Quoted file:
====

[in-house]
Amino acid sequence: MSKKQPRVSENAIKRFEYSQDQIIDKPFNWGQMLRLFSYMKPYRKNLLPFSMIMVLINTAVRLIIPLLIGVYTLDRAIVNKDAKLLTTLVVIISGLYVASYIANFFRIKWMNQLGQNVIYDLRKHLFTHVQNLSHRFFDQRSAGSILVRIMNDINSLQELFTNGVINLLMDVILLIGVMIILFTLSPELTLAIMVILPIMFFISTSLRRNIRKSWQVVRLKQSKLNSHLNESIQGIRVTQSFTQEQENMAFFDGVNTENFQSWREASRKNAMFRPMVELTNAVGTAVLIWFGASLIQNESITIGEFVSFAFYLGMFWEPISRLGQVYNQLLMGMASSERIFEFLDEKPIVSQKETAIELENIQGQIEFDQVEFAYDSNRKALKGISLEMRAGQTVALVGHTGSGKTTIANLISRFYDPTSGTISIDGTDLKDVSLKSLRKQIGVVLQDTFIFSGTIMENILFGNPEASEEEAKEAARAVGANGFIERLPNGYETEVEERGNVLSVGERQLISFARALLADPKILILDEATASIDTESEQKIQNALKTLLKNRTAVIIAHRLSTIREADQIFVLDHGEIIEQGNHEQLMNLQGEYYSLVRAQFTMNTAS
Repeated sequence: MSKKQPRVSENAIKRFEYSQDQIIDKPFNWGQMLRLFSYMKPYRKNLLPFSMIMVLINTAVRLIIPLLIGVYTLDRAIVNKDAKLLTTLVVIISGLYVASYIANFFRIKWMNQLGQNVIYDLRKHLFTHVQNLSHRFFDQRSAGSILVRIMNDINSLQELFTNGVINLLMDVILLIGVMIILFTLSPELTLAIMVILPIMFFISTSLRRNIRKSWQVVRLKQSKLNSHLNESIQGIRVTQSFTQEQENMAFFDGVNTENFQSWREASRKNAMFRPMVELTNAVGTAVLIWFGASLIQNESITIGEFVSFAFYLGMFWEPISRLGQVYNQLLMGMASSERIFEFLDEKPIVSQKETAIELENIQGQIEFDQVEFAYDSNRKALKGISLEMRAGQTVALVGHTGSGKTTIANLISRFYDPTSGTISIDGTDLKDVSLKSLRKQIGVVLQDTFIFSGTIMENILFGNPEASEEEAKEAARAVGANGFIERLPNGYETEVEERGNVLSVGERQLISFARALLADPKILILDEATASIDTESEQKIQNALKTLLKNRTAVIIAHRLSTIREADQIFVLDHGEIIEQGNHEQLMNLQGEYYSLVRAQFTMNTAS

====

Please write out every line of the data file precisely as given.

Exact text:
[in-house]
Amino acid sequence: MSKKQPRVSENAIKRFEYSQDQIIDKPFNWGQMLRLFSYMKPYRKNLLPFSMIMVLINTAVRLIIPLLIGVYTLDRAIVNKDAKLLTTLVVIISGLYVASYIANFFRIKWMNQLGQNVIYDLRKHLFTHVQNLSHRFFDQRSAGSILVRIMNDINSLQELFTNGVINLLMDVILLIGVMIILFTLSPELTLAIMVILPIMFFISTSLRRNIRKSWQVVRLKQSKLNSHLNESIQGIRVTQSFTQEQENMAFFDGVNTENFQSWREASRKNAMFRPMVELTNAVGTAVLIWFGASLIQNESITIGEFVSFAFYLGMFWEPISRLGQVYNQLLMGMASSERIFEFLDEKPIVSQKETAIELENIQGQIEFDQVEFAYDSNRKALKGISLEMRAGQTVALVGHTGSGKTTIANLISRFYDPTSGTISIDGTDLKDVSLKSLRKQIGVVLQDTFIFSGTIMENILFGNPEASEEEAKEAARAVGANGFIERLPNGYETEVEERGNVLSVGERQLISFARALLADPKILILDEATASIDTESEQKIQNALKTLLKNRTAVIIAHRLSTIREADQIFVLDHGEIIEQGNHEQLMNLQGEYYSLVRAQFTMNTAS
Repeated sequence: MSKKQPRVSENAIKRFEYSQDQIIDKPFNWGQMLRLFSYMKPYRKNLLPFSMIMVLINTAVRLIIPLLIGVYTLDRAIVNKDAKLLTTLVVIISGLYVASYIANFFRIKWMNQLGQNVIYDLRKHLFTHVQNLSHRFFDQRSAGSILVRIMNDINSLQELFTNGVINLLMDVILLIGVMIILFTLSPELTLAIMVILPIMFFISTSLRRNIRKSWQVVRLKQSKLNSHLNESIQGIRVTQSFTQEQENMAFFDGVNTENFQSWREASRKNAMFRPMVELTNAVGTAVLIWFGASLIQNESITIGEFVSFAFYLGMFWEPISRLGQVYNQLLMGMASSERIFEFLDEKPIVSQKETAIELENIQGQIEFDQVEFAYDSNRKALKGISLEMRAGQTVALVGHTGSGKTTIANLISRFYDPTSGTISIDGTDLKDVSLKSLRKQIGVVLQDTFIFSGTIMENILFGNPEASEEEAKEAARAVGANGFIERLPNGYETEVEERGNVLSVGERQLISFARALLADPKILILDEATASIDTESEQKIQNALKTLLKNRTAVIIAHRLSTIREADQIFVLDHGEIIEQGNHEQLMNLQGEYYSLVRAQFTMNTAS